2. the spirit, i. e. the vital principle by which the body is animated ((Aristotle, Polybius, Plutarch, others; see below)): Luke 8:55; Luke 23:46; John 19:30; Acts 7:59; Revelation 13:15 (here R. V. breath); ἀφιέναι τό πνεῦμα, to breathe out the spirit, to expire, Matthew 27:50 cf. Sir. 38:23; Wis. 16:14 (Greek writings said ἀφιέναι τήν ψυχήν, as Genesis 35:18, see ἀφίημι, 1 b. and Kypke, Observations, i, p. 140; but we also find ἀφιέναι πνεῦμα θανσίμω σφαγή, Euripides, Hec. 571); σῶμα χωρίς πνεύματος νεκρόν ἐστιν, James 2:26; τό πνεῦμα ἐστι τό ζοωποιουν, ἡ σάρξ οὐκ ὠφελεῖ οὐδέν, the spirit is that which animates and gives life, the body is of no profit (for the spirit imparts life to it, not the body in turn to the spirit; cf. Chr. Frid. Fritzsche, Nova opuscc., p. 239), John 6:63. the rational spirit, the power by which a human being feels, thinks, wills, decides; the soul: τό πνεῦμα τοῦ ἀνθρώπου τό ἐν αὐτῷ, 1 Corinthians 2:11; opposed to σάρξ (which see (especially 2 a.)), Matthew 26:41; Mark 14:38; 1 Corinthians 5:5; 2 Corinthians 7:1; Colossians 2:5; opposed to τό σῶμα, Romans 8:10; 1 Corinthians 6:17, 20 Rec.; ; 1 Peter 4:6. Although for the most part the words πνεῦμα and ψυχή are used indiscriminately and so σῶμα and ψυχή put in contrast (but never by Paul; see ψυχή, especially 2), there is also recognized a threefold distinction, τό πνεῦμα καί ἡ ψυχή καί τό σῶμα, 1 Thessalonians 5:23, according to which τό πνεῦμα is the rational part of man, the power of perceiving and grasping divine and eternal things, and upon which the Spirit of God exerts its influence; (πνεῦμα, says Luther, "is the highest and noblest part of man, which qualifies him to lay bold of incomprehensible, invisible, eternal things; in short, it is the house where Faith and God's word are at home" (see references at end)): ἄχρι μερισμοῦ ψυχῆς καί πνεύματος (see μερισμός, 2), Hebrews 4:12; ἐν ἑνί πνεύματι, μία ψυχή, Philippians 1:27 (where instead of μία ψυχή Paul according to his mode of speaking elsewhere would have said more appropriately μία καρδία). τό πνεῦμα τίνος, Mark 2:8; Mark 8:12; Lukei. 47; Acts 17:16; Romans 1:9; Romans 8:16; 1 Corinthians 5:4; 1 Corinthians 16:18; 2 Corinthians 2:13; 2 Corinthians 7:13; Galatians 6:18; (Philippians 4:23 L T Tr WH); Philemon 1:25; 2 Timothy 4:22; ὁ Θεός τῶν πνευμάτων (for which Rec. has ἁγίων) τῶν προφητῶν, who incites and directs the souls of the prophets, Revelation 22:6, where cf. Düsterdieck. the dative τῷ πνεύματι is used to denote the seat (locality) where one does or suffers something, like our in spirit: ἐπιγινώσκειν, Mark 2:8; ἀναστενάζειν, Mark 8:12; ἐμβρίμασθαι, John 11:33; ταράσσεσθαι, John 13:21; ζηιν, Acts 18:25; Romans 12:11; ἀγαλλίασθαι, Luke 10:21 (but L T Tr WH here add ἁγίῳ); the dative of respect: 1 Corinthians 5:3; Colossians 2:5; 1 Peter 4:6; κραταιουσθαι, Luke 1:80; Luke 2:40 Rec.; ἅγιον εἶναι, 1 Corinthians 7:34; ζοωποιηθεις, 1 Peter 3:18; ζῆν, 1 Peter 4:6; πτωχοί, Matthew 5:3; dative of instrument: δεδεμένος, Acts 20:22; συνέχεσθαι, Rec.; Θεῷ λατρεύειν, Philippians 3:3 R G; dative of advantage: ἄνεσιν τῷ πνεύματι μου, 2 Corinthians 2:13 (12); ἐν τῷ πνεύματι, is used of the instrument, 1 Corinthians 6:20 Rec. (it is surely better to take ἐν τῷ πνεύματι here locally, of the 'sphere' (Winer's Grammar, 386 (362), cf. 1 Corinthians 6:19)); also ἐν πνεύματι, nearly equivalent to πνευματικῶς (but see Winer's Grammar, § 51, 1 e. note), John 4:23; of the seat of an action, ἐν τῷ πνεύματι μου, Romans 1:9; τιθέναι ἐν τῷ πνεύματι, to propose to oneself, purpose in spirit, followed by the infinitive (πορεύεσθαι, Acts 19:21. πνεύματα προφητῶν, according to the context the souls (spirits) of the prophets moved by the Spirit of God, 1 Corinthians 14:32; in a peculiar sense πνεῦμα is used of a soul thoroughly roused by the Holy Spirit and wholly intent on divine things, yet destitute of distinct self-consciousness and clear understanding; thus in the phrases τό πνεῦμα μου προσεύχεται, opposed to ὁ νοῦς μου, 1 Corinthians 14:14; πνεύματι λαλεῖν μυστήρια, 1 Corinthians 14:2; προσεύχεσθαι, ψάλλειν, εὐλογεῖν, τῷ πνεύματι, as opposed to τῷ νοι<, 1 Corinthians 14:15, 16. 10>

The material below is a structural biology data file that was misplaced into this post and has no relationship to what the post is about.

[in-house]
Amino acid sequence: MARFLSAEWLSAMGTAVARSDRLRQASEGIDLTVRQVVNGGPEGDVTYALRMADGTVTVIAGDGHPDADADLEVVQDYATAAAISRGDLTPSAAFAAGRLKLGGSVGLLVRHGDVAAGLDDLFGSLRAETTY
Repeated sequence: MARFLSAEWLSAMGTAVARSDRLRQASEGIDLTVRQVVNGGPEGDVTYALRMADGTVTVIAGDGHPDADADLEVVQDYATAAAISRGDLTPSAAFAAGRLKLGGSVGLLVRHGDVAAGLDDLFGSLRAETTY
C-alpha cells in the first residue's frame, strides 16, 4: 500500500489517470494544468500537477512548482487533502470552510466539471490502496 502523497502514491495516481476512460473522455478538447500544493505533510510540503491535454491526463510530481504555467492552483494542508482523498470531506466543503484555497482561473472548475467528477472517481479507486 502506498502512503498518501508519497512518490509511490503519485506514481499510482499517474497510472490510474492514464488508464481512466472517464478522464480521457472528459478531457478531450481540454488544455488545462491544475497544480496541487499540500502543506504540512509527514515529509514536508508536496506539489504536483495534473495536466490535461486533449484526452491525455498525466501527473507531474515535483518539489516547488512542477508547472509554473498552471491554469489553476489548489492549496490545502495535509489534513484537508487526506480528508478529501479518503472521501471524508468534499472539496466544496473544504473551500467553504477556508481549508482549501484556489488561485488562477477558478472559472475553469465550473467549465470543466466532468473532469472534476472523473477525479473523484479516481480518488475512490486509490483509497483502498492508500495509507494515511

3. "a spirit, i. e. a simple essence, devoid of all or at least all grosser matter, and possessed of the power of knowing, desiring, deciding, and acting";